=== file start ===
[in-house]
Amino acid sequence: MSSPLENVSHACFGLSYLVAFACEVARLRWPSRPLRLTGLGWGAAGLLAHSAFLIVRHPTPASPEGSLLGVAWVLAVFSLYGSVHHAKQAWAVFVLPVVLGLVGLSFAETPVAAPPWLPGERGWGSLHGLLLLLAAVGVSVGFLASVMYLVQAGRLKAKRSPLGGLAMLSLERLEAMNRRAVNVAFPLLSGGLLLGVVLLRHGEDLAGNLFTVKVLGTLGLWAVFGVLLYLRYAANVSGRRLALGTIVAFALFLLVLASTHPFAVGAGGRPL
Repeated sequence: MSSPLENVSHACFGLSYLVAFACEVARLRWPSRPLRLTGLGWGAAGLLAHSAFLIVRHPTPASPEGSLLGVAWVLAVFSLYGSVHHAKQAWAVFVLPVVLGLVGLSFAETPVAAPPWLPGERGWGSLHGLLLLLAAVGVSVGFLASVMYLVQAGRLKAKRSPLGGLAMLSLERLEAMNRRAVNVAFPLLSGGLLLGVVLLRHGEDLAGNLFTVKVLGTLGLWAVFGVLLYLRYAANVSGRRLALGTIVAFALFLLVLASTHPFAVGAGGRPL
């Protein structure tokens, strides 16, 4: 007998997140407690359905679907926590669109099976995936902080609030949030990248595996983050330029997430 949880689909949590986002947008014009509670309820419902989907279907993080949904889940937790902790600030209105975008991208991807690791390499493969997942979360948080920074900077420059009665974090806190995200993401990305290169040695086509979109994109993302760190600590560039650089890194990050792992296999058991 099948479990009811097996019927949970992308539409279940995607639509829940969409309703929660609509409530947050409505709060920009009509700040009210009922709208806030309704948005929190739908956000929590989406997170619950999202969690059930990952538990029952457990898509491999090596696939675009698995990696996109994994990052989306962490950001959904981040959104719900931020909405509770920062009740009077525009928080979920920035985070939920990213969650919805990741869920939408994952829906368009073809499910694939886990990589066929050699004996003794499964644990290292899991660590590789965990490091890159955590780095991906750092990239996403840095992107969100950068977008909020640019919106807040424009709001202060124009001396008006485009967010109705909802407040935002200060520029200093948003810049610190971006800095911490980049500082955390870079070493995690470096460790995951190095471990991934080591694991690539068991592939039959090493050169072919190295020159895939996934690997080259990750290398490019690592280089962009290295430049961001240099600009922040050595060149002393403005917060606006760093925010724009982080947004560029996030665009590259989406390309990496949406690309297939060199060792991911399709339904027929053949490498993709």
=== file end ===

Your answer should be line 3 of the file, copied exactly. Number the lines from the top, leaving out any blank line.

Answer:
Repeated sequence: MSSPLENVSHACFGLSYLVAFACEVARLRWPSRPLRLTGLGWGAAGLLAHSAFLIVRHPTPASPEGSLLGVAWVLAVFSLYGSVHHAKQAWAVFVLPVVLGLVGLSFAETPVAAPPWLPGERGWGSLHGLLLLLAAVGVSVGFLASVMYLVQAGRLKAKRSPLGGLAMLSLERLEAMNRRAVNVAFPLLSGGLLLGVVLLRHGEDLAGNLFTVKVLGTLGLWAVFGVLLYLRYAANVSGRRLALGTIVAFALFLLVLASTHPFAVGAGGRPL